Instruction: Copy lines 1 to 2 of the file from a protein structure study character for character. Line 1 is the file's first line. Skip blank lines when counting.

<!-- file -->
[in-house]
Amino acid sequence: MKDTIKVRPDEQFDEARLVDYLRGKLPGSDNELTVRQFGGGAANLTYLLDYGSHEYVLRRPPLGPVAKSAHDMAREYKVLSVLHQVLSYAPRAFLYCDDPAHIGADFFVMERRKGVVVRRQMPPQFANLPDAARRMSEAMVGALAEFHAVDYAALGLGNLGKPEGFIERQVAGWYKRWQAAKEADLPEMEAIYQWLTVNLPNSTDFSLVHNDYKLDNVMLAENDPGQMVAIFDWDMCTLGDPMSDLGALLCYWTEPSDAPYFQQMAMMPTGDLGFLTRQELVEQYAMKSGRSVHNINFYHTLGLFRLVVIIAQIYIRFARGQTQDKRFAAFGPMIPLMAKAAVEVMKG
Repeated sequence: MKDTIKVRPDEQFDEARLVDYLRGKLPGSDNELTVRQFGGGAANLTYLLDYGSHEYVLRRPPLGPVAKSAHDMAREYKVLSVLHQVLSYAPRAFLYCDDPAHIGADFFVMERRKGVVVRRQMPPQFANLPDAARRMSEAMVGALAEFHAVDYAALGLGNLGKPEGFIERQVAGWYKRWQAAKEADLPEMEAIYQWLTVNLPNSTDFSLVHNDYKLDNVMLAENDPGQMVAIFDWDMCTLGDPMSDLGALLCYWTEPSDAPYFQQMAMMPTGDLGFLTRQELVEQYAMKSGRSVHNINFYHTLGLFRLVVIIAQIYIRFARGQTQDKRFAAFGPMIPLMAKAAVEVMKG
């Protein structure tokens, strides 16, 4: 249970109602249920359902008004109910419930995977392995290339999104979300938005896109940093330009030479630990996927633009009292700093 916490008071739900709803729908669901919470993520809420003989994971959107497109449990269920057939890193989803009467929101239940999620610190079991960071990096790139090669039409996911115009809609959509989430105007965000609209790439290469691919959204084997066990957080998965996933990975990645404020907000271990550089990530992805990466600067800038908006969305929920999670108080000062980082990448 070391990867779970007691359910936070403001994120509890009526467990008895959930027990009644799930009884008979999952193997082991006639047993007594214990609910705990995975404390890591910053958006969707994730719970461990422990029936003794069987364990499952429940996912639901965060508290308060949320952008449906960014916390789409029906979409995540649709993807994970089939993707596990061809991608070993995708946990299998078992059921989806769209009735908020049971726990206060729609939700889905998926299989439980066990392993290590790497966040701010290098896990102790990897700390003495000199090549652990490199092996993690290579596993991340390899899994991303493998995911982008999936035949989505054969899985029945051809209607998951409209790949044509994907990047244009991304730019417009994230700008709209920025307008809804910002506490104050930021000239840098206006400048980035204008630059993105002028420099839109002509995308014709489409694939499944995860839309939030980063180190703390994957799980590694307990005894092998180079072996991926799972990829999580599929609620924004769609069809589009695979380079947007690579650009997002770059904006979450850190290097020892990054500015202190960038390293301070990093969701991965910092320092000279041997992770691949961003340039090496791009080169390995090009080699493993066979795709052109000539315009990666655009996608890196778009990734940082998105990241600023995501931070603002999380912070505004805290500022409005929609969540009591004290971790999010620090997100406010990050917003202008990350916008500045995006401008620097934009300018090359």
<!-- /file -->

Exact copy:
[in-house]
Amino acid sequence: MKDTIKVRPDEQFDEARLVDYLRGKLPGSDNELTVRQFGGGAANLTYLLDYGSHEYVLRRPPLGPVAKSAHDMAREYKVLSVLHQVLSYAPRAFLYCDDPAHIGADFFVMERRKGVVVRRQMPPQFANLPDAARRMSEAMVGALAEFHAVDYAALGLGNLGKPEGFIERQVAGWYKRWQAAKEADLPEMEAIYQWLTVNLPNSTDFSLVHNDYKLDNVMLAENDPGQMVAIFDWDMCTLGDPMSDLGALLCYWTEPSDAPYFQQMAMMPTGDLGFLTRQELVEQYAMKSGRSVHNINFYHTLGLFRLVVIIAQIYIRFARGQTQDKRFAAFGPMIPLMAKAAVEVMKG